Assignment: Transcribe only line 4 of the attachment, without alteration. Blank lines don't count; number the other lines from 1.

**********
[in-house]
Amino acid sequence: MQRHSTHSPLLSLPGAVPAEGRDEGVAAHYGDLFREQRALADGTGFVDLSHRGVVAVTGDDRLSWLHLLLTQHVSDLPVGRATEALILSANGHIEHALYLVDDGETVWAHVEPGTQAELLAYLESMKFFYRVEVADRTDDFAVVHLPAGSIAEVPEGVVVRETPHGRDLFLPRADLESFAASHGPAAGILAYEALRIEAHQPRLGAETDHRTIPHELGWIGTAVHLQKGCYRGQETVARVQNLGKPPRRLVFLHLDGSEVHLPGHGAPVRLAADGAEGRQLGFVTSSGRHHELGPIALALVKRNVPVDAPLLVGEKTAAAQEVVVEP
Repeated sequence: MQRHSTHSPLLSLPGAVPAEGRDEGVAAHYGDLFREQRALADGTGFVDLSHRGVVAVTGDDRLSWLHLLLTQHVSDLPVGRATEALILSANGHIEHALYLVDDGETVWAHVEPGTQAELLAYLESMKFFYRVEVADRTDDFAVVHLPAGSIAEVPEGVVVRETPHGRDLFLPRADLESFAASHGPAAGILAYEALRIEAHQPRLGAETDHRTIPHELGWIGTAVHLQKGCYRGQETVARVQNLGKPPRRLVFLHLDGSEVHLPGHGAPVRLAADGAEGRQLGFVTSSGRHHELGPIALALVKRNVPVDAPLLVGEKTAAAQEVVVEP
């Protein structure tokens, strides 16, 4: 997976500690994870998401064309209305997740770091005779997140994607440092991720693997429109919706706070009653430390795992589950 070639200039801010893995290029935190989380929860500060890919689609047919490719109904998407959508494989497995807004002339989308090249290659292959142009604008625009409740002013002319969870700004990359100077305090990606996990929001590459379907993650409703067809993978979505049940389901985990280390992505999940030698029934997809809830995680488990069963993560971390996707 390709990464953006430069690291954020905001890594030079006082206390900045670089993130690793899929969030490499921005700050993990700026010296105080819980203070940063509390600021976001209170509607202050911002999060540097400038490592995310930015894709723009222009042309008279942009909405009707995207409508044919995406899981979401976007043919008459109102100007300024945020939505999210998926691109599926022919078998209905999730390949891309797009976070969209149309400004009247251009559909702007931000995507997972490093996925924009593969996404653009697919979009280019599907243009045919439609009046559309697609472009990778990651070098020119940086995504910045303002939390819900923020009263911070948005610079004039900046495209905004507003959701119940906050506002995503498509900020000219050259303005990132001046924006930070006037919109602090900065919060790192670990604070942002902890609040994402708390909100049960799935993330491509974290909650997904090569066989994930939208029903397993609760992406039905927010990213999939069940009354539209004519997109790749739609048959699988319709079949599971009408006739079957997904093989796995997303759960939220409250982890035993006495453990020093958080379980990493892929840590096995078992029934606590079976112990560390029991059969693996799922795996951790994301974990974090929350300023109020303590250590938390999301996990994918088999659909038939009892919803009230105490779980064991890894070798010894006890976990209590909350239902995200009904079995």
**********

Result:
């Protein structure tokens, strides 16, 4: 997976500690994870998401064309209305997740770091005779997140994607440092991720693997429109919706706070009653430390795992589950 070639200039801010893995290029935190989380929860500060890919689609047919490719109904998407959508494989497995807004002339989308090249290659292959142009604008625009409740002013002319969870700004990359100077305090990606996990929001590459379907993650409703067809993978979505049940389901985990280390992505999940030698029934997809809830995680488990069963993560971390996707 390709990464953006430069690291954020905001890594030079006082206390900045670089993130690793899929969030490499921005700050993990700026010296105080819980203070940063509390600021976001209170509607202050911002999060540097400038490592995310930015894709723009222009042309008279942009909405009707995207409508044919995406899981979401976007043919008459109102100007300024945020939505999210998926691109599926022919078998209905999730390949891309797009976070969209149309400004009247251009559909702007931000995507997972490093996925924009593969996404653009697919979009280019599907243009045919439609009046559309697609472009990778990651070098020119940086995504910045303002939390819900923020009263911070948005610079004039900046495209905004507003959701119940906050506002995503498509900020000219050259303005990132001046924006930070006037919109602090900065919060790192670990604070942002902890609040994402708390909100049960799935993330491509974290909650997904090569066989994930939208029903397993609760992406039905927010990213999939069940009354539209004519997109790749739609048959699988319709079949599971009408006739079957997904093989796995997303759960939220409250982890035993006495453990020093958080379980990493892929840590096995078992029934606590079976112990560390029991059969693996799922795996951790994301974990974090929350300023109020303590250590938390999301996990994918088999659909038939009892919803009230105490779980064991890894070798010894006890976990209590909350239902995200009904079995």